Death in Venice
Opera in two acts. Op. 88 (1973)
16 June 1973, Snape Maltings Concert Hall
Death in Venice was composed during a time of great physical and psychological stress for Britten: aware that he was in urgent need of major heart surgery, he postponed the operation until he had completed the work which was, in part, intended as a supreme vehicle for and tribute to the voice and artistry of Pears.
However, in choosing a story that embodied so many of the underlying dramatic themes that had characterised his entire output, Britten also seemed to be making his final opera a conscious summation of his life’s work. He is likely to have strongly identified with the opera’s hero, the writer Gustav von Aschenbach who, aware of failing powers, seeks inspiration by travelling to Venice where he falls in love with the young Polish boy Tadzio. Aschenbach has no contact or connection with the boy, his family and his companions however, and it was an inspired idea of Britten’s to cast them in non-singing roles as dancers, accompanied by the colourful, glittering sounds of tuned percussion to emphasize their remoteness.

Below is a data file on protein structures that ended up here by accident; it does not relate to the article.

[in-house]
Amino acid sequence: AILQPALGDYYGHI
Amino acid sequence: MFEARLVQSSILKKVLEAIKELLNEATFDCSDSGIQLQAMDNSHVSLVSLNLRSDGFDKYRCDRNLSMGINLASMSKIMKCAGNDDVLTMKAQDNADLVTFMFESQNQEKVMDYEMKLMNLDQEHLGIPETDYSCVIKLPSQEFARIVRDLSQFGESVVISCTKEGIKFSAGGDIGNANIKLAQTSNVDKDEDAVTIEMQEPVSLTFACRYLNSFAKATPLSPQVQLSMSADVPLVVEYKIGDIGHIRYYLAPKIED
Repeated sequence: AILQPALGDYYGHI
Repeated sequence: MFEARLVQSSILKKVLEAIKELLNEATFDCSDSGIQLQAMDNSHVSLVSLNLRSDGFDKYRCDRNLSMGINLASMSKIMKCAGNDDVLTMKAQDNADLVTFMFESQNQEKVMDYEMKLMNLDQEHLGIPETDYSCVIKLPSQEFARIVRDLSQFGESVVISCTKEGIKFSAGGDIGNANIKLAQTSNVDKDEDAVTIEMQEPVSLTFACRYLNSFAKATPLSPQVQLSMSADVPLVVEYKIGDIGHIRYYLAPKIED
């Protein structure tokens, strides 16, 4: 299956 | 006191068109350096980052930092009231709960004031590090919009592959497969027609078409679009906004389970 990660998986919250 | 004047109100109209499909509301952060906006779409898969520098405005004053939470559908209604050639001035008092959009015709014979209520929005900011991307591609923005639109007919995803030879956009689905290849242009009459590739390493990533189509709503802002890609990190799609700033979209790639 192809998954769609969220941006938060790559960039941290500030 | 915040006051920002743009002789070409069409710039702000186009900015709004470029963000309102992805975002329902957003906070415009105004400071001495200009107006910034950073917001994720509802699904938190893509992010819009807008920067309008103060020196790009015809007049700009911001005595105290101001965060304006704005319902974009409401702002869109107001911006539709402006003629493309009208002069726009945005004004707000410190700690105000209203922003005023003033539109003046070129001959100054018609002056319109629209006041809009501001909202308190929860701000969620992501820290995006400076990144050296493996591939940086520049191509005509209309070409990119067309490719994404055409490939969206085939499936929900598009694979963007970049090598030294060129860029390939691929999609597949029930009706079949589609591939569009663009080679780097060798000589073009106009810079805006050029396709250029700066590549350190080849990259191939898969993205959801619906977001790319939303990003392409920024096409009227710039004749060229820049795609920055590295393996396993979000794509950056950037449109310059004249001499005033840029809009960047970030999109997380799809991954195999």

Although the music of Death in Venice is generally restrained and the textures economical, the work inhabits a very distinctive and evocative atmosphere and is a gloriously fitting culmination to Britten’s operatic career.